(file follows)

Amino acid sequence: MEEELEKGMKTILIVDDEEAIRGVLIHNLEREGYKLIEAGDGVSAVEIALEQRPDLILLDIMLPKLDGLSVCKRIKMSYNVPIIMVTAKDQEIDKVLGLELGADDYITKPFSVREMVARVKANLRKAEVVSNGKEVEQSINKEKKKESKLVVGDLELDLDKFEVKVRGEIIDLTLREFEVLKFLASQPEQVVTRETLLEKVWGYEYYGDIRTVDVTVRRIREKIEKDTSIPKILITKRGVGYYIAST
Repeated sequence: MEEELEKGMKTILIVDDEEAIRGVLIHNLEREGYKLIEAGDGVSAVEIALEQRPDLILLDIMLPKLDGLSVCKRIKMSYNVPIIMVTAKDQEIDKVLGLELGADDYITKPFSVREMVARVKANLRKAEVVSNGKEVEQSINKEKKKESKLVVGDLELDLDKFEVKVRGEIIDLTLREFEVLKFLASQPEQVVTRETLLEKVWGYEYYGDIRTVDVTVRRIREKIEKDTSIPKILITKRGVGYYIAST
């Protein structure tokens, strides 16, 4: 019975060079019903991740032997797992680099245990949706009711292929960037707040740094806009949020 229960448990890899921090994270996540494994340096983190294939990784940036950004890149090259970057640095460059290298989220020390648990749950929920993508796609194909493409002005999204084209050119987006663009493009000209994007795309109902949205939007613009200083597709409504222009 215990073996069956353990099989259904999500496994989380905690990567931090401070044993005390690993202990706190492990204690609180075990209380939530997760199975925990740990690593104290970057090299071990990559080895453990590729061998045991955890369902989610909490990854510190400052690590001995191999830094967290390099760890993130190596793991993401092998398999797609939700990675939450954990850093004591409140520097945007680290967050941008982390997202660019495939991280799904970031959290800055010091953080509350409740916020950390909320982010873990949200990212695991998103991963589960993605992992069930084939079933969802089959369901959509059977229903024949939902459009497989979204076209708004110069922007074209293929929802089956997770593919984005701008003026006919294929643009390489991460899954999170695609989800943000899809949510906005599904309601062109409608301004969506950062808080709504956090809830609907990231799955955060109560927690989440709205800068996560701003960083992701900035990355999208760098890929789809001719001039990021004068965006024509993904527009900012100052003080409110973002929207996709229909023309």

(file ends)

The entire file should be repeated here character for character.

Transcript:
Amino acid sequence: MEEELEKGMKTILIVDDEEAIRGVLIHNLEREGYKLIEAGDGVSAVEIALEQRPDLILLDIMLPKLDGLSVCKRIKMSYNVPIIMVTAKDQEIDKVLGLELGADDYITKPFSVREMVARVKANLRKAEVVSNGKEVEQSINKEKKKESKLVVGDLELDLDKFEVKVRGEIIDLTLREFEVLKFLASQPEQVVTRETLLEKVWGYEYYGDIRTVDVTVRRIREKIEKDTSIPKILITKRGVGYYIAST
Repeated sequence: MEEELEKGMKTILIVDDEEAIRGVLIHNLEREGYKLIEAGDGVSAVEIALEQRPDLILLDIMLPKLDGLSVCKRIKMSYNVPIIMVTAKDQEIDKVLGLELGADDYITKPFSVREMVARVKANLRKAEVVSNGKEVEQSINKEKKKESKLVVGDLELDLDKFEVKVRGEIIDLTLREFEVLKFLASQPEQVVTRETLLEKVWGYEYYGDIRTVDVTVRRIREKIEKDTSIPKILITKRGVGYYIAST
């Protein structure tokens, strides 16, 4: 019975060079019903991740032997797992680099245990949706009711292929960037707040740094806009949020 229960448990890899921090994270996540494994340096983190294939990784940036950004890149090259970057640095460059290298989220020390648990749950929920993508796609194909493409002005999204084209050119987006663009493009000209994007795309109902949205939007613009200083597709409504222009 215990073996069956353990099989259904999500496994989380905690990567931090401070044993005390690993202990706190492990204690609180075990209380939530997760199975925990740990690593104290970057090299071990990559080895453990590729061998045991955890369902989610909490990854510190400052690590001995191999830094967290390099760890993130190596793991993401092998398999797609939700990675939450954990850093004591409140520097945007680290967050941008982390997202660019495939991280799904970031959290800055010091953080509350409740916020950390909320982010873990949200990212695991998103991963589960993605992992069930084939079933969802089959369901959509059977229903024949939902459009497989979204076209708004110069922007074209293929929802089956997770593919984005701008003026006919294929643009390489991460899954999170695609989800943000899809949510906005599904309601062109409608301004969506950062808080709504956090809830609907990231799955955060109560927690989440709205800068996560701003960083992701900035990355999208760098890929789809001719001039990021004068965006024509993904527009900012100052003080409110973002929207996709229909023309």